OK, so here's the deal: The planet is about to go boom. Everyone and everything you've ever known are going to be blown to confetti by a comet the size of Manhattan. You've
already done your panicking, your crying, your venting of rage and bargaining with God.
Now it's time to face the fact that you have one more day and then it's goodbye.
L Whatcha gonna do? How will you spend the time you have left?
That's the question raised in the movie "Deep Impact." For most of the characters in the story, the stirring answer seems to be: going to work. Faced with the imminent End of Everything, the journalists, soldiers, political operatives and mission control specialists who populate the movie continue showing up for their jobs as if building brownie points for performance reviews that will never come. One wonders what they said to their spouses as they left home that morning: "Honey, I might be a little late tonight, what with the world coming to an end and everything."
Calling in sick
Not me, man. I don't know what my end-of-the-world agenda would be, but I'm pretty sure there wouldn't be much work involved.
What about you? What would you do on the today without a tomorrow?
Sure, the question's only hypothetical. But what if it weren't?
It's a premise worth pondering next time you're up to your neck in the trivial pursuits and mundane minutiae that form the stuff of daily life. At The End, would office politics still seem so important? Would the warring tribes of humanity -- from street gangs to ethnic groups to nation states -- still be so obsessed with hating one other?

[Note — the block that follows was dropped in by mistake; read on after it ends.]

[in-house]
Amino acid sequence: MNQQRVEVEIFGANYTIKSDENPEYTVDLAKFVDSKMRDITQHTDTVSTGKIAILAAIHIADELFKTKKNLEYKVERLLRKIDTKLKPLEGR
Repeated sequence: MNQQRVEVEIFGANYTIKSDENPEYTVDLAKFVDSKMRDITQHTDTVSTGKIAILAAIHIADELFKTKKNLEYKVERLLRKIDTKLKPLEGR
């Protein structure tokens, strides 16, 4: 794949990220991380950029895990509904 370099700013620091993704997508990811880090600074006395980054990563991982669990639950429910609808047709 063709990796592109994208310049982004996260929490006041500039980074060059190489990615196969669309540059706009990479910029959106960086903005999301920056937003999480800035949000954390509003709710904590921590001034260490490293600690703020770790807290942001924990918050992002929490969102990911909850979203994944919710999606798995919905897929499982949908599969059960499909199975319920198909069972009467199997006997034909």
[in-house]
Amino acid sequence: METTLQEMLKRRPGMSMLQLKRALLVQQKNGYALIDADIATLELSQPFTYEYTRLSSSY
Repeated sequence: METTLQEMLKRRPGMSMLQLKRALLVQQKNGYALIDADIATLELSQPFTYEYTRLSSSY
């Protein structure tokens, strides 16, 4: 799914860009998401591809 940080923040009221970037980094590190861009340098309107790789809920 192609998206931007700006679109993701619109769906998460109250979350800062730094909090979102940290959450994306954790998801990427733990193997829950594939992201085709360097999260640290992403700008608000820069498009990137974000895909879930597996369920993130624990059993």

Yeah, I know. It's not exactly practical to skip through life as if each day were the last. They have a word for the woman who tells the boss she didn't do the report because reports won't matter when the world ends. The word is: unemployed.
And yet . . .
This end of the world thing has its definite up side.
As any journalist can tell you, there's nothing like a deadline to get you focused. Nothing like watching a clock tick toward zero to impose clarity upon confusion. And this would be the biggest deadline any of us could ever face. No more time for hemming and hawing. No time for cop-outs and extraneous trappings. No time to do anything but step up and answer the bottom-line question of your existence: What matters?
You'd think it would be a simple question, but it's not, really. So much of who we are and what we believe is filtered through the routine compromises and little lies that make up a day. Maybe it's good once in a while to act like it all could end tomorrow. Good to be reminded that some things matter more than others.
You don't have to be hit by a comet, after all. A city bus will do just fine.
Me, I still don't know how I'd spend the penultimate moment of human life. Having sex comes to mind. So does scarfing #F chocolate. And saying prayers.
Small joys, in other words.
Maybe I'd take the kids to Disneyland -- the lines for Pirates of the Caribbean are bound to be short for once. Maybe I'd drown my sorrows in Motown harmonies one final time. Maybe I'd just sit on a hill somewhere and catch the last sunrise. And, mind you, I've never sat on a hill and watched the sun a day in my life.
Small joys. They're so few and far between when the business of life is pressing hard upon you. But what else really matters in the end?
Leonard Pitts is a columnist for the Miami Herald.
Pub Date: 5/22/98